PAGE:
OpenBSD Journal

Xfce 4.4.1, or 'how i became more involved in OpenBSD'

Contributed by deanna on from the on the desktop dept.

Landry Breuil (gaston@gcu.info) writes:

I'm sure you haven't missed previous Gnome 2.18 update so i though it was a good idea to talk about the recent update of Xfce to its latest stable version, 4.4.1, released on 4/10/07. For people interested in more information on this desktop environment, check this tour.

First, a little word about myself : i'm a happy OpenBSD user since 2005, first on my gateway with 3.7, and i soon decided to give a try to OpenBSD as a desktop OS, near 3.9 release. Still a pleasure, stability, awesome documentation, simple and powerful ports/package management.. i was quickly convinced that i could easily use it too on my personal desktop and on my work laptop.

In the end of '06, i had the opportunity (thanks to our best-ever french BSD/*NIX user group, GCU-Squad) to write an article in a French Free Software Magazine, named 'GNU/Linux Magazine France', whose editor in chief wanted to have a 'BSD-oriented special number'. As i started having a good knowledge in Packet Filter syntax, i wrote a ten-pages 'PF for dummies' article, which was well received by readers. Two months later, we then had the opportunity to write articles in a second 'BSD-oriented special number', and as i had always wanted to familiarise myself with ports-tree internals, i quickly decided to write about 'How to create your own third-party port for OpenBSD'.

I decided to start with ports for libofx and grisbi, which were quickly reviewed, corrected and committed by ajacoutot@, a great thanks to him for this. Writing this article was a real pleasure, i had to dig through porting.html, ports(7) and bsd.port.mk(5), and i quickly fell in love with ports-tree internals too. My only previous experiments on creating packages was dealing about RPM .specs, or hacking FreeBSD ports for my personal needs, so OpenBSD ports-tree was a real hack-laboratory for me.

I was then using an svn version of Xfce4 on my systems, because the version in ports was rather outdated. I soon became more and more confident with Xfce internals, but it was quite a pain to compile it from svn source on OpenBSD (little quirks everywhere).

Then, a friend of mine sent a first rough update to Xfce 4.4.0 for the in-tree Xfce. I quickly decided to take it as a starting point, and decided to work on submitting a clean and polished update to the latest stable version. I first splitted this big diff in several diffs against cvs, one by port, tested it on -CURRENT/Xenocara, and after a lot of iterations and submissions to ports@ i quickly had a 'working' Xfce 4.4.0 version on my computer. I solved various little problems spotted by various people (Christian Rueger, Lars Hansson, Lawrence Theo and others), as i knew a little upstream code, it was not that hard, i only had to adapt some Makefile's and learn how to cleanly patch code.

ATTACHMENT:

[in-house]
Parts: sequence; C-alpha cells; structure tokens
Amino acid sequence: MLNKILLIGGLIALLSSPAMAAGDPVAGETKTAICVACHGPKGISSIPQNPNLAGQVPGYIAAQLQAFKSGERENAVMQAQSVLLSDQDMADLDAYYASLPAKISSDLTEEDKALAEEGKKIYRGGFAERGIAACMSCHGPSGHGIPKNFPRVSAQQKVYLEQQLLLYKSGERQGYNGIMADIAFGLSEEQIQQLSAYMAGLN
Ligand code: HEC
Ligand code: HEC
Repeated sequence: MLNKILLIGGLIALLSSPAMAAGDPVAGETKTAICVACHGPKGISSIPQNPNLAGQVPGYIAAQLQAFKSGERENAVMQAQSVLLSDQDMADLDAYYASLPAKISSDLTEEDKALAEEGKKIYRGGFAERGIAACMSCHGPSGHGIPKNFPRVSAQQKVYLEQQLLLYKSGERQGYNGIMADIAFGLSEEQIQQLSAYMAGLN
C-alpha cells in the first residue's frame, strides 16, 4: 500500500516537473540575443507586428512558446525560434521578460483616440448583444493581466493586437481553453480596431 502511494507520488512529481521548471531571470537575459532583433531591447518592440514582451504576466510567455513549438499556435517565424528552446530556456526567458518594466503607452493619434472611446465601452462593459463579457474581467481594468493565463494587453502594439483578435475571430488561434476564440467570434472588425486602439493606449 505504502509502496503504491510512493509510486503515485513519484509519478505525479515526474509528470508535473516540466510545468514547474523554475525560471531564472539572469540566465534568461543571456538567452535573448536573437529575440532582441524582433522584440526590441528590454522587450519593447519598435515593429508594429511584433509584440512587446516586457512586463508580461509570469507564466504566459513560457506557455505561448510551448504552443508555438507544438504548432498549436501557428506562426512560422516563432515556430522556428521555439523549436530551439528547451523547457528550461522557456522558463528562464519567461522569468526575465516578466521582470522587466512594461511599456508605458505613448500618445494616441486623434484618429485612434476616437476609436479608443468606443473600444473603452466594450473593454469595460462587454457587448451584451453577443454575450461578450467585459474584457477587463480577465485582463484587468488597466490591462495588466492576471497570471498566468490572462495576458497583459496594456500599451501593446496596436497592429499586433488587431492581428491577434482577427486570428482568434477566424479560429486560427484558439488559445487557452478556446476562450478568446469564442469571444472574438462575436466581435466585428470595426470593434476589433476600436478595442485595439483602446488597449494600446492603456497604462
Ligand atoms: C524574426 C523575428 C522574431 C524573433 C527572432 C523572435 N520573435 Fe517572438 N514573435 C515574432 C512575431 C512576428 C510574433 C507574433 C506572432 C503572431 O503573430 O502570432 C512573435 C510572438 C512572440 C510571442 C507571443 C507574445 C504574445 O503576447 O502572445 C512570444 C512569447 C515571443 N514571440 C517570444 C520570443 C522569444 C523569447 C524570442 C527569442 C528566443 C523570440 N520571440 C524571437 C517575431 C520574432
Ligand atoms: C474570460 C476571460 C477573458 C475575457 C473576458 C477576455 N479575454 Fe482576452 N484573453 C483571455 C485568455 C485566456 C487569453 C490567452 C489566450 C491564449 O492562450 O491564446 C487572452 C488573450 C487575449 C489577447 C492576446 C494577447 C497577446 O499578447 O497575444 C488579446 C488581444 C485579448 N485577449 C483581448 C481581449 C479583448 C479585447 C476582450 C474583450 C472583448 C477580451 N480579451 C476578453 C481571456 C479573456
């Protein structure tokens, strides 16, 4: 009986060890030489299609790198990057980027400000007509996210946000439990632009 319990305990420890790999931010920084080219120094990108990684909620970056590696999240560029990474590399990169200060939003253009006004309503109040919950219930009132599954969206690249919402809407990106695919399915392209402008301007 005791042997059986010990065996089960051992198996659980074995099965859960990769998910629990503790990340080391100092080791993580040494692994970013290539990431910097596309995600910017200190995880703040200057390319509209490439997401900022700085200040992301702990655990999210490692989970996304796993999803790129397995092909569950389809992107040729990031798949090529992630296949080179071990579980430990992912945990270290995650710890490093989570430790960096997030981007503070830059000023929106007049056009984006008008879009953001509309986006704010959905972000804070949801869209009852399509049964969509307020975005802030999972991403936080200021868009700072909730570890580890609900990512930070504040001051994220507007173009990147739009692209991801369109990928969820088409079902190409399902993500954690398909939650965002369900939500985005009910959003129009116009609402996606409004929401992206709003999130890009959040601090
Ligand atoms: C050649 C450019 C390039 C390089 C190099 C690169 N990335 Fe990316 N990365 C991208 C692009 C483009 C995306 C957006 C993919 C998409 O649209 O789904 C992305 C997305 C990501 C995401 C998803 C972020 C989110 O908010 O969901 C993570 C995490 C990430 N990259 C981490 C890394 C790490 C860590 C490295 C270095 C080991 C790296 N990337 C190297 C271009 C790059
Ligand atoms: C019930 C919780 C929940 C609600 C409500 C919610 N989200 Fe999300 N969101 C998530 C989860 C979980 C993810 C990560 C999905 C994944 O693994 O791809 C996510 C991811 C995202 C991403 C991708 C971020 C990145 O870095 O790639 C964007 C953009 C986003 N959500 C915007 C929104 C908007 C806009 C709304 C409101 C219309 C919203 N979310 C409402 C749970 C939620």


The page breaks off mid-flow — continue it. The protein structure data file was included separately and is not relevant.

At this moment, OpenBSD devs started the switch to the latest Gtk/Glib needed by the 'being-updated' GNOME 2.18, and Xfce devs released 4.4.1 maintenance release. This gave me the occasion to rework and recheck all my diffs (on i386 and sparc64, thanks to an old Ultra10), i then created a website dedicated to this porting effort (ports.gcu.info). For me, it was a way to present/comment my various diffs, and discuss the reasons of all the choices i've done in activating/disabling things in Xfce components. Now this website welcomes new contributers, if you want to use it to host/present your ports/diffs, i'd be happy to create you an account.

For my great pleasure, steven@ and ajacoutot@ then decided to have a deeper look into my work, and after a lot of discussions/comments and help on corrections, they decided it started to look good, and steven@ committed the first bits of Xfce, core libs, then core apps (window manager, file manager, desktop manager, settings manager, session manager, panel,...). I struggled a little on two issues with xfce4-mixer and Thunar, but these bugs were quickly corrected. Finally, other Xfce apps like mousepad, orage and Terminal were imported, and steven@ and i started updating existing panel-plugins and porting new ones.

Now, Xfce 4.4.1 is mostly complete in OpenBSD ports-tree, and has recently appeared in snapshots. I'd really like to thank all people which provided help, testing, comments and feedback at various moments of this porting/update effort (which took nearly two months) : So, thanks to Steven Mestdagh, Antoine Jacoutot, Markus Bergkvist, Josh Grosse and others i'm surely missing. Working with them was a real pleasure.